The campaigning for the presidential election is winding down and we go into cooling-off mode tomorrow. But what an exciting week it has been.
This past week has seen all four candidates staging their own rallies, addressing the masses through televised broadcasts and engaging each other in debates and roundtable discussions.
While their individual performances in the broadcasts, debates and roundtable discussions have varied, there is one measure that could serve as a proxy for the level of support for them - the turn-out at their rallies.
And if such a measure is considered valid, then as at the time of writing this posting, I would have to say that former civil servant Tan Jee Say is well ahead of the pack, with the exception of Dr Tan Cheng Bock who is only holding his rally tonight.
It had been estimated that Mr Tan Jee Say's rally had seen a turn-out of an estimated 30,000 people who had come to hear him and listen to testimonials about him. In contrast, the turn-outs at former deputy prime minister Dr Tony Tan's and former NTUC Income chief Tan Kin Lian's rallies paled in comparison.
However, this lead in the run-up to polling day on 27 August could change if tonight's indoor rally at Singapore Expo by former member of parliament Dr Tan Cheng Bock sees an even bigger turn-out. But given the space constraints at Singapore Expo, I do not see the likelihood of Dr Tan overtaking Mr Tan’s lead.
Mr Tan Jee Say's current lead, based on voter turn-out, could be attributed to having been the first to hold his rally, staging it at a central location and holding it in the evening. The sea of people that filled Toa Payoh Stadium to overflowing brought back memories of scenes at the Workers' Party rallies during the May general election.
But does the huge turn-out mean that voters had identified with and accepted Mr Tan as the alternative voice, as the non-PAP affiliated candidate and as the so-called truly independent presidential candidate?
Well, yes, the turn-out does suggest that these factors resonated with the people, who since the general election realize the power of their votes, and if they embrace his platform of being the Heart of the Nation, then Mr Tan could surely be a runaway winner in this election.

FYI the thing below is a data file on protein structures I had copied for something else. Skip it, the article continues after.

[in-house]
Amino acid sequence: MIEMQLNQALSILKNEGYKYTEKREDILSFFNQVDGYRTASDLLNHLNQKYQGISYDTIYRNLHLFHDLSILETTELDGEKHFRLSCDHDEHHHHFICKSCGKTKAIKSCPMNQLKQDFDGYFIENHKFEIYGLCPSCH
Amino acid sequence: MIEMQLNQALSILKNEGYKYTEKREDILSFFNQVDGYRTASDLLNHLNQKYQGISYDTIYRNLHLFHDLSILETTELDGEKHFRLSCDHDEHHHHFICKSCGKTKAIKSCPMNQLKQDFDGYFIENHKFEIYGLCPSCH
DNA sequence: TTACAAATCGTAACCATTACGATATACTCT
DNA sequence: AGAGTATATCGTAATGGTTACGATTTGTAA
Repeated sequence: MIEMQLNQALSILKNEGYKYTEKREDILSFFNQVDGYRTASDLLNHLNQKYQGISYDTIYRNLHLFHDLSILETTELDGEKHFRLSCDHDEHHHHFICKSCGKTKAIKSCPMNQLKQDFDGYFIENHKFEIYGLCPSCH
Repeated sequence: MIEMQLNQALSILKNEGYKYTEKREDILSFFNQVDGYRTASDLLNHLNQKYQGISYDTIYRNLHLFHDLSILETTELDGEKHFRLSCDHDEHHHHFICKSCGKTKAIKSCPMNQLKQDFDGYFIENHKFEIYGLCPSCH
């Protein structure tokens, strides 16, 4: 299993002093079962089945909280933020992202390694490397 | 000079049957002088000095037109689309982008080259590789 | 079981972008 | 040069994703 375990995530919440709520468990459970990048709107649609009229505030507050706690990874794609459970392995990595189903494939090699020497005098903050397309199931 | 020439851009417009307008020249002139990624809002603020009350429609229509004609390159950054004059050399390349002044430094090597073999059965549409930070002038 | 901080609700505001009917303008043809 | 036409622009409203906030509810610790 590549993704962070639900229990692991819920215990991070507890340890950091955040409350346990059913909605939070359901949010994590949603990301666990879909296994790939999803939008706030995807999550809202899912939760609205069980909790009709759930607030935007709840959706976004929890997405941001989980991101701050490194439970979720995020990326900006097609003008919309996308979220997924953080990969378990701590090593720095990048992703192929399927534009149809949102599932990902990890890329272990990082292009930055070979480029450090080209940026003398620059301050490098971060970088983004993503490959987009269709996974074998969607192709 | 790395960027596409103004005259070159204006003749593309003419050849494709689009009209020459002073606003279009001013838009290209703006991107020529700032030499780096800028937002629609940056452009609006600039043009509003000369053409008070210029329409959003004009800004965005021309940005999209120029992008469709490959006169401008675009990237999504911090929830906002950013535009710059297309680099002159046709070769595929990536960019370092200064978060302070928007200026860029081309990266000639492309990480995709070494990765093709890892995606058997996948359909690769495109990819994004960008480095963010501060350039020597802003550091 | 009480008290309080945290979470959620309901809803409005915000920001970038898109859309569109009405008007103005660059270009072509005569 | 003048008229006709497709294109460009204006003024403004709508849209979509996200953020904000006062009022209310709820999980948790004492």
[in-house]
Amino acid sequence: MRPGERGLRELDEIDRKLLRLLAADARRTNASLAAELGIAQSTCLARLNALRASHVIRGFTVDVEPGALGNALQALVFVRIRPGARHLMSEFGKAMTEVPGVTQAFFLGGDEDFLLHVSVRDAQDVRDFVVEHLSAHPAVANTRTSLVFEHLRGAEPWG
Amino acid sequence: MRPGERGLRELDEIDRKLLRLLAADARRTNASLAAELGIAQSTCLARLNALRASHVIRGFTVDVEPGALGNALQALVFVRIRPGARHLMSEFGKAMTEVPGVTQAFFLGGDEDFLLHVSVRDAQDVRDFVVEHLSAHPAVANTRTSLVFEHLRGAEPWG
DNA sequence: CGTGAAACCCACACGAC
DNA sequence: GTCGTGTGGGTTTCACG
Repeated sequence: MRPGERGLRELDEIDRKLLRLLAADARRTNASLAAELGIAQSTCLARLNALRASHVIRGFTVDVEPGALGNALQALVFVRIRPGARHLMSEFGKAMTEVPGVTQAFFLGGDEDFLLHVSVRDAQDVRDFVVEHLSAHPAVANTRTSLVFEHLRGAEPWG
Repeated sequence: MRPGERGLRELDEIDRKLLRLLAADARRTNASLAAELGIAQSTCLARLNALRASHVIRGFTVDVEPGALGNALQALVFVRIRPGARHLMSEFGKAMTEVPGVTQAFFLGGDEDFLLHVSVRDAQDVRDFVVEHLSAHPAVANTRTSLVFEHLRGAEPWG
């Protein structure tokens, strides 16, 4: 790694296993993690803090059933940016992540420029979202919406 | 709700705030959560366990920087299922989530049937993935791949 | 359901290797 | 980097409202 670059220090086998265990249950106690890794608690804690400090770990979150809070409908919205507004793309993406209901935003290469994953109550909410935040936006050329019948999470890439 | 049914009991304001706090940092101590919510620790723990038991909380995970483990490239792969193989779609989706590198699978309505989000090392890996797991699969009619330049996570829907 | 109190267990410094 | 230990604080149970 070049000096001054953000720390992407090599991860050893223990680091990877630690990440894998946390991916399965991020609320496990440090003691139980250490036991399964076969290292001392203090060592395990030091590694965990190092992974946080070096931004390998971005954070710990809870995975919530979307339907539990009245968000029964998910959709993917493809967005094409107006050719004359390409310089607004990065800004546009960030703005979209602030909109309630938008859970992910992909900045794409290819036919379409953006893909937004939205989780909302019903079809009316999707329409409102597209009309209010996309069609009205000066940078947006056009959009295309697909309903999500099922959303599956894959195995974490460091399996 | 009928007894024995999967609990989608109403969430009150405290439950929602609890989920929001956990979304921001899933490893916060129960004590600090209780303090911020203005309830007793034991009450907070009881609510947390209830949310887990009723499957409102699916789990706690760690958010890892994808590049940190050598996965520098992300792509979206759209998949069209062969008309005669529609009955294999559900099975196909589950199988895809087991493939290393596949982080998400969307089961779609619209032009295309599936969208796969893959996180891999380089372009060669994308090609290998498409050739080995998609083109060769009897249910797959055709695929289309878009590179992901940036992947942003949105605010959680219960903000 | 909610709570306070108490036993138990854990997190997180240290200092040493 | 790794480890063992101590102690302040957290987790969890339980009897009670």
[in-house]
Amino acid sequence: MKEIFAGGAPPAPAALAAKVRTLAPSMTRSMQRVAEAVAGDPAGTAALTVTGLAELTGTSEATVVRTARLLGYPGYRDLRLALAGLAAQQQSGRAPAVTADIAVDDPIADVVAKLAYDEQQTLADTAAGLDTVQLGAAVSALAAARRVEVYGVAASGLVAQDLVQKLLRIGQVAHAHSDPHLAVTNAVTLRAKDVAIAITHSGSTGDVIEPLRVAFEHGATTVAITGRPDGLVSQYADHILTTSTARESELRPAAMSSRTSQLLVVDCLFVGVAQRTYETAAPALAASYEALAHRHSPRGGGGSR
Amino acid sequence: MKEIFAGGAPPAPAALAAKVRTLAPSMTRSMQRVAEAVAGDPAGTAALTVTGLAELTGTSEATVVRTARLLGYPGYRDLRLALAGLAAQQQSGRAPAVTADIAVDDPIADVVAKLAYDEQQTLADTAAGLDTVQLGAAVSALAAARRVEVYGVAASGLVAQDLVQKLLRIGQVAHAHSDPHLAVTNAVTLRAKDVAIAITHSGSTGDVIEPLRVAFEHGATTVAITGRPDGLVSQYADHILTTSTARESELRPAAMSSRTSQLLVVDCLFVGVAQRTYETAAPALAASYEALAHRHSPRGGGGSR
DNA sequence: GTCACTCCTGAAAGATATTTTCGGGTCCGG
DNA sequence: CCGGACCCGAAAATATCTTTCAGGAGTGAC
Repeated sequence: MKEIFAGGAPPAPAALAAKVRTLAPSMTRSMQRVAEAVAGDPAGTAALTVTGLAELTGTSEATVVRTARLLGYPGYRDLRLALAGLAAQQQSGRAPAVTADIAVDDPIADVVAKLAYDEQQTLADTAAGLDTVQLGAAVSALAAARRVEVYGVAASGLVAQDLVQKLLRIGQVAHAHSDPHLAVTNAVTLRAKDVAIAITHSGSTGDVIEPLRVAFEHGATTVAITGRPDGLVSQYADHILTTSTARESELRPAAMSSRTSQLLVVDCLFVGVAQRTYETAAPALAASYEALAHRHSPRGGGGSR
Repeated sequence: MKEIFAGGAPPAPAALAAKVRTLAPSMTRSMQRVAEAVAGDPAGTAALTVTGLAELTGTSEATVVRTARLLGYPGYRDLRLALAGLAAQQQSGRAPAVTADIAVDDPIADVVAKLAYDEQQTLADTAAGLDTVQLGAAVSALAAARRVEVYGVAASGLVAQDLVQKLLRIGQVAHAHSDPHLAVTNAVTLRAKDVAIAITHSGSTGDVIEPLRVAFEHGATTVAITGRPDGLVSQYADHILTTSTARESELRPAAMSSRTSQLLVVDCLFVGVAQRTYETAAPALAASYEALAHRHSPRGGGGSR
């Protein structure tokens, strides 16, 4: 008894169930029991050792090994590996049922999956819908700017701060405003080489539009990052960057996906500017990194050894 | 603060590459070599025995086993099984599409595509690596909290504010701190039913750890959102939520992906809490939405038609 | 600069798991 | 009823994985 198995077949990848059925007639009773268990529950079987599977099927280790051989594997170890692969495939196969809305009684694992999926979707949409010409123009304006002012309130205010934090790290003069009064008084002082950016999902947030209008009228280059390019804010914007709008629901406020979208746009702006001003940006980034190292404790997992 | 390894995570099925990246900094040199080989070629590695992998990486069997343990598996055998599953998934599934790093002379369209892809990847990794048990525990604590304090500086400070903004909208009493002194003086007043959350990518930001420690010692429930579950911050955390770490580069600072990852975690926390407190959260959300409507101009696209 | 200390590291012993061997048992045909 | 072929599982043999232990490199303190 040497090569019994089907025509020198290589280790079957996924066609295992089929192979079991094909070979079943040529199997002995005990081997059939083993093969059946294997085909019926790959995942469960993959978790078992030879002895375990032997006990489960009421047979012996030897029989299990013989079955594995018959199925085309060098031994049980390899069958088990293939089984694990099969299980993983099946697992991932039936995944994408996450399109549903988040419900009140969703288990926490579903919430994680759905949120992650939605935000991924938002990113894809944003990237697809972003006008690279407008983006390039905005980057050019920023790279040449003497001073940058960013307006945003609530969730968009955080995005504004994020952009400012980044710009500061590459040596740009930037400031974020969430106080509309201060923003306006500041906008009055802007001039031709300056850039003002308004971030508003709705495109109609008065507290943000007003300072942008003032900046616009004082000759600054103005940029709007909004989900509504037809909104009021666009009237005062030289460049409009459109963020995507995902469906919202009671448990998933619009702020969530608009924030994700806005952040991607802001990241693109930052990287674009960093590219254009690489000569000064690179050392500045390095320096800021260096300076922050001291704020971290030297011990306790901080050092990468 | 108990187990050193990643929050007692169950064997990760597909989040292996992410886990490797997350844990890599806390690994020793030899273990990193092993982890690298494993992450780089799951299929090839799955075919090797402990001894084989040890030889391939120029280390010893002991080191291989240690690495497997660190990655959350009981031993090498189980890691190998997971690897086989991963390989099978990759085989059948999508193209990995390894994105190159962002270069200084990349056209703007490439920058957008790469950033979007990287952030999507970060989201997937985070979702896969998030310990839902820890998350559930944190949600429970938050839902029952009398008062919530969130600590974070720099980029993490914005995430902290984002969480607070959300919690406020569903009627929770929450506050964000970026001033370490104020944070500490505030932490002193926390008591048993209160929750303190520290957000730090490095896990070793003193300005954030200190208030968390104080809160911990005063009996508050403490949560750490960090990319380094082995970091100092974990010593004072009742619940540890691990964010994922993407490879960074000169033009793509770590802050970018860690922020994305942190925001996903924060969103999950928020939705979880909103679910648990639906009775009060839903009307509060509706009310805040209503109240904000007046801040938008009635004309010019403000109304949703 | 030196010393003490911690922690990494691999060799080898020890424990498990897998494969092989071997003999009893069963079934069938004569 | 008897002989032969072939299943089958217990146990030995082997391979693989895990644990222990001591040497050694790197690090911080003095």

On another level, the huge turn-out can also be seen as a people-centred endorsement of Mr Tan Jee Say and his platform. Contrast this with the endorsements that Dr Tony Tan had secured during his campaign.
Despite the many endorsements of Dr Tony Tan, there is still much doubt whether these endorsements will translate into actual votes for him. This is because the endorsements were mainly from the leadership strata and not the mass membership of the unions, associations and trade bodies.
It is also worth noting that Dr Tan had admitted during his lunchtime rally at Raffles Place that he may not win the election, suggesting a recognition that the ground may have shifted even more against anything that was remotely associated with the PAP, since the general election.
Going by popular sentiment, it seems quite clear who is likely to emerge tops in the presidential election, but as the saying goes, “it ain’t over till the fat lady sings”. This means that all the candidates still have everything to lose as well as everything to gain.
But there isn’t much that the candidates can do now since they have come to the end of their allotted campaign period. After the clock strikes 12 tonight, they will have to leave their fate in the hands of the voters who on Saturday will, in their wisdom, decide who to elect as Singapore’s seventh president.
And the candidates can only hope that they have each done enough to convince you and me that they are deserving of our vote.
It only leaves me to remind you and myself to vote wisely!